Eagles Interview

Set Symbol
Author: Nui Te Koha
Publication: Herald Sun (Melbourne, Australia)
Date: August 20, 2005

Abstract: The Eagles talk about such topics as the "circle of fear" and the progress of the new album. Glenn states that he hopes the success of No More Cloudy days will get the other guys more excited about singing and recording.

THE Eagles have a pre-show ritual called the Circle of Fear.

It is a backstage setting where they face off, vocally, in final preparation for a night's performance.

"You don't want to enter that circle unless you know your part," Eagles' singer-guitarist Glenn Frey says.

"That is where we work everything out. We make sure everybody is singing right, going with the same dynamics, knowing where to cut off.

"If we don't do it, the show starts to get sloppy. And the vocals are the first thing everybody is listening out for."

Frey knows, too, the circle is a symbol -- beyond the band's legendary status, sales figures and reported $1.5 million performance fee a show -- of the Eagles' true core: timeless songs and pitch-perfect voices.

"It takes it back to basics, to a living-room environment of a circle of chairs, a couple of acoustic guitars and a shaker or tapping feet keeping time," Frey says.

"And you sing the songs. It all comes back to the songs. We may call it the Circle of Fear, but, like everything with us, it's vaguely tongue-in-cheek."

Yet, Frey cannot summon his usual one-liners when confronting the prospect of a new studio album.

The Eagles have broken concert attendance records worldwide performing, on and off, since New Year's Eve, 2000. Those numbers, including 60,379 packed into Rod Laver Arena across five nights last November, tell Frey fans want new Eagles material.

But the supergroup that tweaks its strengths in that circle has a scarier obstacle blocking any desire to record new music: time.

"A new album: that's the big question," Frey says. "That, really, is the only thing that, for us, is undone. We've played everywhere now. Our touring cycle has been pretty much a five-year run."

The Eagles will tour California in November, symbolically closing their career where it began.

"If it had to end in California , where it all started, it certainly wouldn't be an unhappy ending," Frey says.

Since 2000, the Eagles have planned their tours in blocks at the start of each year, usually a series of eight to 10-week runs, with extended breaks between, for different territories.

Unfortunately, for fans wanting new music, the Eagles take their downtime seriously. Frey, singer-drummer Don Henley, guitarist Joe Walsh and bassist Timothy B. Schmit, are committed to full and happy domestic lives offstage.

"We are all family men and we all live in different places," Frey says.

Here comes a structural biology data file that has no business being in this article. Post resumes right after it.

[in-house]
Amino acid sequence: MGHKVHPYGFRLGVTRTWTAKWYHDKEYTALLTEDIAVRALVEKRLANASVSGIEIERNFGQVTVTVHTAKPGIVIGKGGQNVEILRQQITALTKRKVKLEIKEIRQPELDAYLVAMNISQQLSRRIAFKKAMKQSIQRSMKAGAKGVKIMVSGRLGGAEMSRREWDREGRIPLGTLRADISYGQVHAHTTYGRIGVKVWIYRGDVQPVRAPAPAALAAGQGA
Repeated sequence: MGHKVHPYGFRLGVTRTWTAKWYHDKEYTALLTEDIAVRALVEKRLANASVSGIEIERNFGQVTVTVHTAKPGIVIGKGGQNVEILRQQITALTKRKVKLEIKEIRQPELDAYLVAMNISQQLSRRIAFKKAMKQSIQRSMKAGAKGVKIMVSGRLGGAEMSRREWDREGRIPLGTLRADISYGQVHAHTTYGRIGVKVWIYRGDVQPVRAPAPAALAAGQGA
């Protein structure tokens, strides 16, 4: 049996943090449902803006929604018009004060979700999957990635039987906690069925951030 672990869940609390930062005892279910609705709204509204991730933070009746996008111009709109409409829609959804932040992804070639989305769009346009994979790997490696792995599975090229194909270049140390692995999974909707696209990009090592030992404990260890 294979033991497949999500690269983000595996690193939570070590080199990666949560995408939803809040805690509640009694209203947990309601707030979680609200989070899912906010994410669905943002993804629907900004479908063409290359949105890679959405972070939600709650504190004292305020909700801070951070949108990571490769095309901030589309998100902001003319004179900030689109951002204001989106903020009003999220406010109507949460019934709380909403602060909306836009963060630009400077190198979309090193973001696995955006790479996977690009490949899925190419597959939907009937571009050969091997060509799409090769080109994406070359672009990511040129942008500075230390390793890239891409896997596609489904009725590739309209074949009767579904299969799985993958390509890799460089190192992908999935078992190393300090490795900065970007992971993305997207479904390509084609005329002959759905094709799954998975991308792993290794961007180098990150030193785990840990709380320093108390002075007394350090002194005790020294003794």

"Our biggest problem is we can't seem to make allowances, to compartmentalise and give ourselves enough time to do the music.

"You can't just go into the studio for a week," Frey says.

"You need to go in for periods of time, it's also important to do it continually and develop a rhythm. I need two weeks to write and I need to do it every day.

"Only then are my mental muscles limbered up and the muse gets the word: 'Songs are being written. Do you want to drop in over here'?"

Tensions, too, are factored into the touring equation and how long the Eagles can be on the road before personality clashes set in.

"Each of us, individually, is a strong personality," Joe Walsh says. "Sometimes, there is no easy way to get all of us shaking our heads in agreement. The strength of the band and the outcome of the music is that tension. You can hear that tension in the music, but we've always tried to make that a positive rather than destructive.

"And it keeps us guessing. At some point," Walsh says, "you have to give in individually to reach a consensus."

LATE last year, while in Melbourne , Henley told the Herald Sun a new Eagles album was in the works.

"We have an eye toward the future. We are working on new material all the time," Henley says. "We all miss songs with content.

"Nobody is saying anything that matters. Music should have a place in the social consciousness and social fabric of this country. It shouldn't just be for frivolous entertainment or background noise.

"The vocabulary should be part of the ongoing discussion regarding our state of affairs. But you have to strike a balance. We can't just make an album of political songs. You need songs about boys and girls. People want love songs, too. They don't want to be preached to."

Eagles' manager Irving Azoff shares Henley 's optimism.

"I've encouraged them to do, and trust, the musical direction they know," he says. "See who is at your concerts. Make and finish an album for that audience. Do it for them, not radio programmers."

Yet, since reforming five years ago for their Farewell 1 tour, they have unveiled only three new songs. Hole in the World, a Henley-Frey co-write is a post-9/11 lament, One Day at a Time a Walsh sobriety lesson and Frey's No More Cloudy Days ticks every box on the Eagles checklist: melody, harmony, hope. In the US , No More Cloudy Days has become an unexpected radio hit.

"That song gives me an indication I'm on track," Frey says. "Hopefully, it will give the other guys an indication. Maybe they'll get excited about writing and recording."

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